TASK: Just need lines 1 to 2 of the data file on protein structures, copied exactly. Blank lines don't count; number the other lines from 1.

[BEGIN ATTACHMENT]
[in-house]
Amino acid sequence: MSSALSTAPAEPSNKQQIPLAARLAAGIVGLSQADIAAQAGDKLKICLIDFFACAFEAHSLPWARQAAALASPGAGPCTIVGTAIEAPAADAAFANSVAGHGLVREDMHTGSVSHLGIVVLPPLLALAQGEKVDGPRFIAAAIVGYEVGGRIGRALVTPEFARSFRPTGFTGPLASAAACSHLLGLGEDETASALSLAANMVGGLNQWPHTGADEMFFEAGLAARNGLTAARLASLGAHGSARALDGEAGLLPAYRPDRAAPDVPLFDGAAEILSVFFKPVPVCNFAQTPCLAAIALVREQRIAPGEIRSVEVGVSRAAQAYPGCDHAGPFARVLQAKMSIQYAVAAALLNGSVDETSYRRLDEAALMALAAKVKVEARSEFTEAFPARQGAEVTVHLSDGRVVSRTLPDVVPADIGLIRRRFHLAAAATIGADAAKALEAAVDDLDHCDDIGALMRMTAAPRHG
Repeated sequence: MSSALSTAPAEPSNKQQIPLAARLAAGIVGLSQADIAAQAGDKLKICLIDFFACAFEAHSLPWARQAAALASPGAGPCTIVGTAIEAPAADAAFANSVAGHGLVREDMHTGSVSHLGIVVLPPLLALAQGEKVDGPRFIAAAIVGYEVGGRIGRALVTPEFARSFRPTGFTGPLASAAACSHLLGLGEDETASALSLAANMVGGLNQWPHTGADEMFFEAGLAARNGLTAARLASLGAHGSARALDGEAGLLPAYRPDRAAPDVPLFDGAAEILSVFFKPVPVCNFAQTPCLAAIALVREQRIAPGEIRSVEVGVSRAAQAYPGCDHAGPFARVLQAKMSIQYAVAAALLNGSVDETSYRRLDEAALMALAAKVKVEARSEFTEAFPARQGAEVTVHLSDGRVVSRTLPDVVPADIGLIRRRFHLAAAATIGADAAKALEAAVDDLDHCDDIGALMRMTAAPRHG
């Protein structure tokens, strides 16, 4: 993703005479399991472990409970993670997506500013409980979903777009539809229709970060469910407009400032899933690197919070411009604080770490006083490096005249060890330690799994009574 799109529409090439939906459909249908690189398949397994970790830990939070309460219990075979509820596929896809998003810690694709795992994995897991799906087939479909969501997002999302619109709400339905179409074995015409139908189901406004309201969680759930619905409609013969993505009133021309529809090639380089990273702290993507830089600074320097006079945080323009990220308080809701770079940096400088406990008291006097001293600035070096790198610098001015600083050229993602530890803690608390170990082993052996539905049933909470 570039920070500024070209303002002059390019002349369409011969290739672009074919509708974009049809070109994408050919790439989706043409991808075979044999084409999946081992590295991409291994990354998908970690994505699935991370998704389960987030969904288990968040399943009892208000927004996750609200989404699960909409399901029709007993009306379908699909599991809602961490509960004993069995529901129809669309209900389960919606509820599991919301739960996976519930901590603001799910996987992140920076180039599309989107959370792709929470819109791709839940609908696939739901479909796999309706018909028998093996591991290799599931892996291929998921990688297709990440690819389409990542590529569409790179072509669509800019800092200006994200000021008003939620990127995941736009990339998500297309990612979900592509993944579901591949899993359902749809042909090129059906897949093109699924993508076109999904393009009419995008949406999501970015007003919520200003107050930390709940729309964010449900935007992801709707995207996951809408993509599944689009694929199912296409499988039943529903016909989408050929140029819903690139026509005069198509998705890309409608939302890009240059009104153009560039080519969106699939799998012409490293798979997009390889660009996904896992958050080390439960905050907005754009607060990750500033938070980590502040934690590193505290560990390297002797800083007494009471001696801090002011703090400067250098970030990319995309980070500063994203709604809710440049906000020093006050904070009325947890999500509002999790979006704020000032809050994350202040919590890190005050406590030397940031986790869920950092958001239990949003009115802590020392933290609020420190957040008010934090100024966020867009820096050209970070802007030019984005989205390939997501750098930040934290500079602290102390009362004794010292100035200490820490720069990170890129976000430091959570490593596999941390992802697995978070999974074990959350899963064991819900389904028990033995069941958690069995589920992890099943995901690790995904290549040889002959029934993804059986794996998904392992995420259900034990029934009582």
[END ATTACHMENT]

[in-house]
Amino acid sequence: MSSALSTAPAEPSNKQQIPLAARLAAGIVGLSQADIAAQAGDKLKICLIDFFACAFEAHSLPWARQAAALASPGAGPCTIVGTAIEAPAADAAFANSVAGHGLVREDMHTGSVSHLGIVVLPPLLALAQGEKVDGPRFIAAAIVGYEVGGRIGRALVTPEFARSFRPTGFTGPLASAAACSHLLGLGEDETASALSLAANMVGGLNQWPHTGADEMFFEAGLAARNGLTAARLASLGAHGSARALDGEAGLLPAYRPDRAAPDVPLFDGAAEILSVFFKPVPVCNFAQTPCLAAIALVREQRIAPGEIRSVEVGVSRAAQAYPGCDHAGPFARVLQAKMSIQYAVAAALLNGSVDETSYRRLDEAALMALAAKVKVEARSEFTEAFPARQGAEVTVHLSDGRVVSRTLPDVVPADIGLIRRRFHLAAAATIGADAAKALEAAVDDLDHCDDIGALMRMTAAPRHG